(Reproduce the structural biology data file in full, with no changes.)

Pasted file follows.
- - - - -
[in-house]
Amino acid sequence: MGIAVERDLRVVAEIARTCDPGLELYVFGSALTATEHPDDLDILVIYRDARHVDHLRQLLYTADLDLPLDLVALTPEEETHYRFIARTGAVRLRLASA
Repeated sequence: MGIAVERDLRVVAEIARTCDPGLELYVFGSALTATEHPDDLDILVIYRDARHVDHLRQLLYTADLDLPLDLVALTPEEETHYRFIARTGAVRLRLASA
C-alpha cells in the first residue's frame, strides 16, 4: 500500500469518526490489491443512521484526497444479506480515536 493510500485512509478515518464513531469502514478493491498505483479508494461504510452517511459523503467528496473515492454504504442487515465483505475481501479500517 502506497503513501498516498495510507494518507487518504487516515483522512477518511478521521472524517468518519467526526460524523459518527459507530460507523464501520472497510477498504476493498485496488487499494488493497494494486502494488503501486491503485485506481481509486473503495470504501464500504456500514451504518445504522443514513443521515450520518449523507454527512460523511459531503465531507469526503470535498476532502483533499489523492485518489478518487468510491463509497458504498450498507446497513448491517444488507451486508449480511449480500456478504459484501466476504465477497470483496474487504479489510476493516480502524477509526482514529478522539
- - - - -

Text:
[in-house]
Amino acid sequence: MGIAVERDLRVVAEIARTCDPGLELYVFGSALTATEHPDDLDILVIYRDARHVDHLRQLLYTADLDLPLDLVALTPEEETHYRFIARTGAVRLRLASA
Repeated sequence: MGIAVERDLRVVAEIARTCDPGLELYVFGSALTATEHPDDLDILVIYRDARHVDHLRQLLYTADLDLPLDLVALTPEEETHYRFIARTGAVRLRLASA
C-alpha cells in the first residue's frame, strides 16, 4: 500500500469518526490489491443512521484526497444479506480515536 493510500485512509478515518464513531469502514478493491498505483479508494461504510452517511459523503467528496473515492454504504442487515465483505475481501479500517 502506497503513501498516498495510507494518507487518504487516515483522512477518511478521521472524517468518519467526526460524523459518527459507530460507523464501520472497510477498504476493498485496488487499494488493497494494486502494488503501486491503485485506481481509486473503495470504501464500504456500514451504518445504522443514513443521515450520518449523507454527512460523511459531503465531507469526503470535498476532502483533499489523492485518489478518487468510491463509497458504498450498507446497513448491517444488507451486508449480511449480500456478504459484501466476504465477497470483496474487504479489510476493516480502524477509526482514529478522539